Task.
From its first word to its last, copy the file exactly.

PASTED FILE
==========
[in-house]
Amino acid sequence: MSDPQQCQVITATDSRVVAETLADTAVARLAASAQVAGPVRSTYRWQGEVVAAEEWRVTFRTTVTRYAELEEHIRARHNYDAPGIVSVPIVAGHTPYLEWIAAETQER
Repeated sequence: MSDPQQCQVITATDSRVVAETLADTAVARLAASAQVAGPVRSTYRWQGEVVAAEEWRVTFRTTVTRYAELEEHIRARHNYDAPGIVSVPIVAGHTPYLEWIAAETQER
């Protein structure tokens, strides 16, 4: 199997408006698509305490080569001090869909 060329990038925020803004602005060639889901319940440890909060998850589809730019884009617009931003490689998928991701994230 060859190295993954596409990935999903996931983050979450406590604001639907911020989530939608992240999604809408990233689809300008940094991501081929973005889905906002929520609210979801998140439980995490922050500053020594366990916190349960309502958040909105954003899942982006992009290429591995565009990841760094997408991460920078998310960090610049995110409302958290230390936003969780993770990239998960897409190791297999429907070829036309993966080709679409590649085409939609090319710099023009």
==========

[in-house]
Amino acid sequence: MSDPQQCQVITATDSRVVAETLADTAVARLAASAQVAGPVRSTYRWQGEVVAAEEWRVTFRTTVTRYAELEEHIRARHNYDAPGIVSVPIVAGHTPYLEWIAAETQER
Repeated sequence: MSDPQQCQVITATDSRVVAETLADTAVARLAASAQVAGPVRSTYRWQGEVVAAEEWRVTFRTTVTRYAELEEHIRARHNYDAPGIVSVPIVAGHTPYLEWIAAETQER
């Protein structure tokens, strides 16, 4: 199997408006698509305490080569001090869909 060329990038925020803004602005060639889901319940440890909060998850589809730019884009617009931003490689998928991701994230 060859190295993954596409990935999903996931983050979450406590604001639907911020989530939608992240999604809408990233689809300008940094991501081929973005889905906002929520609210979801998140439980995490922050500053020594366990916190349960309502958040909105954003899942982006992009290429591995565009990841760094997408991460920078998310960090610049995110409302958290230390936003969780993770990239998960897409190791297999429907070829036309993966080709679409590649085409939609090319710099023009």